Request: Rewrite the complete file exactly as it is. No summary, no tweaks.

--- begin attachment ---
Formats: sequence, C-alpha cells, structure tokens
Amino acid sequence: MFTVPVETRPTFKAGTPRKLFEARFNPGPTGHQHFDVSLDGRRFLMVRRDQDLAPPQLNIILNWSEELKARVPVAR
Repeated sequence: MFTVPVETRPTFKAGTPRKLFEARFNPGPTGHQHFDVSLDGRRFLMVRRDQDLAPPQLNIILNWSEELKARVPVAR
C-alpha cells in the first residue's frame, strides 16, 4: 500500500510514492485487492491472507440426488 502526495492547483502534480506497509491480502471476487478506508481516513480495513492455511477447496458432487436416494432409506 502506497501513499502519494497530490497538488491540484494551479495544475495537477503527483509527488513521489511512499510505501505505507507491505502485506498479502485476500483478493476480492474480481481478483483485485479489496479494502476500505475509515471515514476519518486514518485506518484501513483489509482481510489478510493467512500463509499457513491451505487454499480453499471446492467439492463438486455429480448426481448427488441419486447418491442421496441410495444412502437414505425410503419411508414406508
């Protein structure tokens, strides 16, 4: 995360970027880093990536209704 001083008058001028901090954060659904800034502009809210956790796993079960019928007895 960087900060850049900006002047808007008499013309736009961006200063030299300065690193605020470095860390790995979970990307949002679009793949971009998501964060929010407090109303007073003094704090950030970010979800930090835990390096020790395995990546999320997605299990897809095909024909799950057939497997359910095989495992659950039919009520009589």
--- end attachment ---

Formats: sequence, C-alpha cells, structure tokens
Amino acid sequence: MFTVPVETRPTFKAGTPRKLFEARFNPGPTGHQHFDVSLDGRRFLMVRRDQDLAPPQLNIILNWSEELKARVPVAR
Repeated sequence: MFTVPVETRPTFKAGTPRKLFEARFNPGPTGHQHFDVSLDGRRFLMVRRDQDLAPPQLNIILNWSEELKARVPVAR
C-alpha cells in the first residue's frame, strides 16, 4: 500500500510514492485487492491472507440426488 502526495492547483502534480506497509491480502471476487478506508481516513480495513492455511477447496458432487436416494432409506 502506497501513499502519494497530490497538488491540484494551479495544475495537477503527483509527488513521489511512499510505501505505507507491505502485506498479502485476500483478493476480492474480481481478483483485485479489496479494502476500505475509515471515514476519518486514518485506518484501513483489509482481510489478510493467512500463509499457513491451505487454499480453499471446492467439492463438486455429480448426481448427488441419486447418491442421496441410495444412502437414505425410503419411508414406508
């Protein structure tokens, strides 16, 4: 995360970027880093990536209704 001083008058001028901090954060659904800034502009809210956790796993079960019928007895 960087900060850049900006002047808007008499013309736009961006200063030299300065690193605020470095860390790995979970990307949002679009793949971009998501964060929010407090109303007073003094704090950030970010979800930090835990390096020790395995990546999320997605299990897809095909024909799950057939497997359910095989495992659950039919009520009589």